Considering the average specific activities, the NbXIP1;1αL79G/I102H/V242I triple mutant was almost 300-fold more permeable to water than the NbXIP1;1αwt. Although there is considerable variation between replicates, the corresponding relative specific rates, setting the specific rate of NbXIP1;1αL79G/I102H/V242I as unity, are significantly different as shown in Fig. 5 and Additional file 5: Table S4 (P < 0.05). In contrast, the relative specific rate of P. pastoris spheroplasts expressing NbXIP1;1αL79G/I102H/T246I was not significantly different from that of the NbXIP1;1αwt spheroplasts. However, the relative specific rate of P. pastoris spheroplasts expressing NbXIP1;1αL79G/I102H/T246I was significantly lower than that of the spheroplasts with NbXIP1;1αL79G/I102H/V242I.
To eliminate the possibility of the C and D loops blocking the pore, NbXIP1;1αL79G/I102H/V242I and NbXIP1;1αL79G/I102H/T246I mutants with loop C and/or loop D truncations were engineered. However, as shown in Fig. 5a, truncating the loops did not significantly improve the relative specific rates, as P. pastoris spheroplasts overexpressing NbXIP1;1αL79G/I102H/V242I/ΔC, NbXIP1;1αL79G/I102H/V242I/ΔD, NbXIP1;1αL79G/I102H/V242I/ΔC/ΔD, NbXIP1;1αL79G/I102H/T246I/ΔC or NbXIP1;1αL79G/I102H/T246I/ΔD showed large experimental variation with averages not significantly different from the wild type or the NbXIP1;1αL79G/I102H/T246I mutant without the loop deletions.
Single substitutions L79G and I102H are sufficient to render NbXIP1;1α water permeable
To ascertain whether all three amino acid substitutions in the NbXIP1;1αL79G/I102H/V242I mutant are required to induce water permeability in NbXIP1;1α, six additional NbXIP1;1α mutants were constructed as shown in Table 2. The estimated protein amounts, rate constants and specific activities for NbXIP1;1αwt, NbXIP1;1αL79G/I102H/V242I and the second set of NbXIP1;1α mutants were determined in the same way as for the first set and are reported in Additional file 4: Table S3. As displayed in Fig. 5b, when relating the specific rates to the triple mutant, all the other mutants showed lower specific rates that were significantly different from the triple mutant, except for NbXIP1;1αL79G/V242I (Additional file 6: Table S5). Still, all except spheroplasts overexpressing NbXIP1;1αV242I and NbXIP1;1αL79G/I102H, showed significantly higher relative specific rates than the NbXIP1;1αwt spheroplasts. Thus, even the single substitutions L79G and I102H are individually sufficient to increase the water permeability of the NbXIP1;1α.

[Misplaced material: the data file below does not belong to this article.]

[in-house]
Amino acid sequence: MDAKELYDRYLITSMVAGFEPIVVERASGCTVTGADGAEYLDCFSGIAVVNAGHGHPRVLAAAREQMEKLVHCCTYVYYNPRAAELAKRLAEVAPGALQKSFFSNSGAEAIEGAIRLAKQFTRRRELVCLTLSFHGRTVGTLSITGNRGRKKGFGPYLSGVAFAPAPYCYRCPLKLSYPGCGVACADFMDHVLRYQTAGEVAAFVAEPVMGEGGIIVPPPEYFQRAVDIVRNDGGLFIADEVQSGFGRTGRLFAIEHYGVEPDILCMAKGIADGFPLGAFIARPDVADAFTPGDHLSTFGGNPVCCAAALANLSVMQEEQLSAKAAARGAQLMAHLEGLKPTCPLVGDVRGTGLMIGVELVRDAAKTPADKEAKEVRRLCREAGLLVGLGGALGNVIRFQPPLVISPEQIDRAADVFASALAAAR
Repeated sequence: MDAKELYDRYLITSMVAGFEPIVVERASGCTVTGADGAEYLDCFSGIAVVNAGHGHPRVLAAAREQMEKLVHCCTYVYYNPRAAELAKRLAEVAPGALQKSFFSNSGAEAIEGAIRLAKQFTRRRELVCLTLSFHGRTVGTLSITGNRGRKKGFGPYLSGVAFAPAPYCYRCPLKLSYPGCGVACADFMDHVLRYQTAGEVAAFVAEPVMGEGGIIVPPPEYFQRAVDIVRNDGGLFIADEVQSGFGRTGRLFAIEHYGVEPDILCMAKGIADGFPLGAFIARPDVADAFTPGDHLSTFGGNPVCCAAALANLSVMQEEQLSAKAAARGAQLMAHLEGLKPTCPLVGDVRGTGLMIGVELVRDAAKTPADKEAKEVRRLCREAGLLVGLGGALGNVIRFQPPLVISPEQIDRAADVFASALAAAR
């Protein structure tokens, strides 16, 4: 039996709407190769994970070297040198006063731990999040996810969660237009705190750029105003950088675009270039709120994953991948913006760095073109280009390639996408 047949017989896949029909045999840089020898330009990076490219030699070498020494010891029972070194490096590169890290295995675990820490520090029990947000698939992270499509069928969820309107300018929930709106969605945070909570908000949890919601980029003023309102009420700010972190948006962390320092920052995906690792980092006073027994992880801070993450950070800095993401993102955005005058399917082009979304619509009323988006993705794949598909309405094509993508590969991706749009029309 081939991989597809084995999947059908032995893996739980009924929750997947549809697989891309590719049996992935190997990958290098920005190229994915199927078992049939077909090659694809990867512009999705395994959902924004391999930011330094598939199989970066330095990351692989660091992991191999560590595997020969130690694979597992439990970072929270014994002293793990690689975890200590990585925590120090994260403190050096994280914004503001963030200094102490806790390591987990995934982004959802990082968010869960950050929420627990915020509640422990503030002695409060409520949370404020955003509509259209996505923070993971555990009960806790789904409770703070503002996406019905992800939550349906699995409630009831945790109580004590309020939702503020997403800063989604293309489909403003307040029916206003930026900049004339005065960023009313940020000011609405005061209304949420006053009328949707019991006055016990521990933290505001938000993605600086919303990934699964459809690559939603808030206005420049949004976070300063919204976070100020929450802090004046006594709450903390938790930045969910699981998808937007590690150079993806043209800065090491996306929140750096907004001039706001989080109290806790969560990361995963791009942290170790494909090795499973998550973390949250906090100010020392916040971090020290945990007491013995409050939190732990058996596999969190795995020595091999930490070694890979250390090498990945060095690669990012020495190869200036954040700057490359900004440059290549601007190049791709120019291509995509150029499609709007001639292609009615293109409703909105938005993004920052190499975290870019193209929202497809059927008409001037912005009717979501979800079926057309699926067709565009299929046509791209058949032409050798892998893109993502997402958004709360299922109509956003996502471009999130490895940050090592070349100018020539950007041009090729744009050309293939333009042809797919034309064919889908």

Homology modeling and pore diameter
The wild-type NbXIP1;1α (NbXIP1;1αwt) was modeled using the AtTIP2;1 structure as a template. Even though two alternative alignments (denoted ICVAR and ICTAR; Fig. 2) were submitted to I-TASSER, only the ICTAR variant could be modeled using this approach. Regardless of which initial alignment that was used, similar NbXIP1;1α models were obtained with Thr 246 placed at the H5P position in the ar/R filter. All attempts to force the I-TASSER modeler with different constraints to place Val 242 at the H5P position proved futile, as it was energetically more favorable to place Thr 246 at the H5P position instead.
Overall the models are consistent with the general AQP structure and none of the loops appear to block the pore (Fig. 6a). Contrary to our expectation none of the models placed the highly conserved Cys 175 at the LCP position, instead the much less conserved Gly 186 was found at this position in all the models. It should however be noted that the fold and position of the long C and D loops are unreliable since no extra effort was made to optimize these regions neither in the models of the monomer nor in a tetramer.
An unexpected result of the modeling is the novel orientation of the arginine (Arg 263) of the ar/R selectivity filter. In all the models of the NbXIP1;1αwt and the mutants, Arg 263 forms a salt bridge to Asp 80 in helix 1 (Fig. 6b). Furthermore, the arginine makes hydrogen bonds to carbonyls of the backbone in loop E in all models except NbXIP1;1αL79G/V242I, in which it instead interacts with a carbonyl of the loop C backbone. As a result of the salt bridge to Asp 80 no hydrogen bonds are formed between the arginine and the introduced histidine at H2P. In the model of NbXIP1;1αL79G/I102H/T246I a TIP2-like orientation is adopted by the histidine but this is not sufficient to reorient the arginine to a similar position as found in the structure of AtTIP2;1.